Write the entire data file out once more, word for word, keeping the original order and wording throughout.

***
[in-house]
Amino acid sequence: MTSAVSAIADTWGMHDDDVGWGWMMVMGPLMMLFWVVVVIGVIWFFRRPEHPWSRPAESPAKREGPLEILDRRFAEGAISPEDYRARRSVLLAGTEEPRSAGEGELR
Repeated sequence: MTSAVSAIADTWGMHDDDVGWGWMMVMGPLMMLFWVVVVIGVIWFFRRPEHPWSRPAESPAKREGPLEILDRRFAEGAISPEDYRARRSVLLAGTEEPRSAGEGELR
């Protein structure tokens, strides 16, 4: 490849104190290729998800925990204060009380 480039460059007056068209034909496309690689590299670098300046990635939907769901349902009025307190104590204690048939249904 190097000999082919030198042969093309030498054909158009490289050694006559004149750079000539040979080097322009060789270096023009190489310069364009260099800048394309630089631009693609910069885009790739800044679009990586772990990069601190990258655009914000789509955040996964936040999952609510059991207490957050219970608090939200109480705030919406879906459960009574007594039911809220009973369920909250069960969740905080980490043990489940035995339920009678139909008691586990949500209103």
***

[in-house]
Amino acid sequence: MTSAVSAIADTWGMHDDDVGWGWMMVMGPLMMLFWVVVVIGVIWFFRRPEHPWSRPAESPAKREGPLEILDRRFAEGAISPEDYRARRSVLLAGTEEPRSAGEGELR
Repeated sequence: MTSAVSAIADTWGMHDDDVGWGWMMVMGPLMMLFWVVVVIGVIWFFRRPEHPWSRPAESPAKREGPLEILDRRFAEGAISPEDYRARRSVLLAGTEEPRSAGEGELR
């Protein structure tokens, strides 16, 4: 490849104190290729998800925990204060009380 480039460059007056068209034909496309690689590299670098300046990635939907769901349902009025307190104590204690048939249904 190097000999082919030198042969093309030498054909158009490289050694006559004149750079000539040979080097322009060789270096023009190489310069364009260099800048394309630089631009693609910069885009790739800044679009990586772990990069601190990258655009914000789509955040996964936040999952609510059991207490957050219970608090939200109480705030919406879906459960009574007594039911809220009973369920909250069960969740905080980490043990489940035995339920009678139909008691586990949500209103």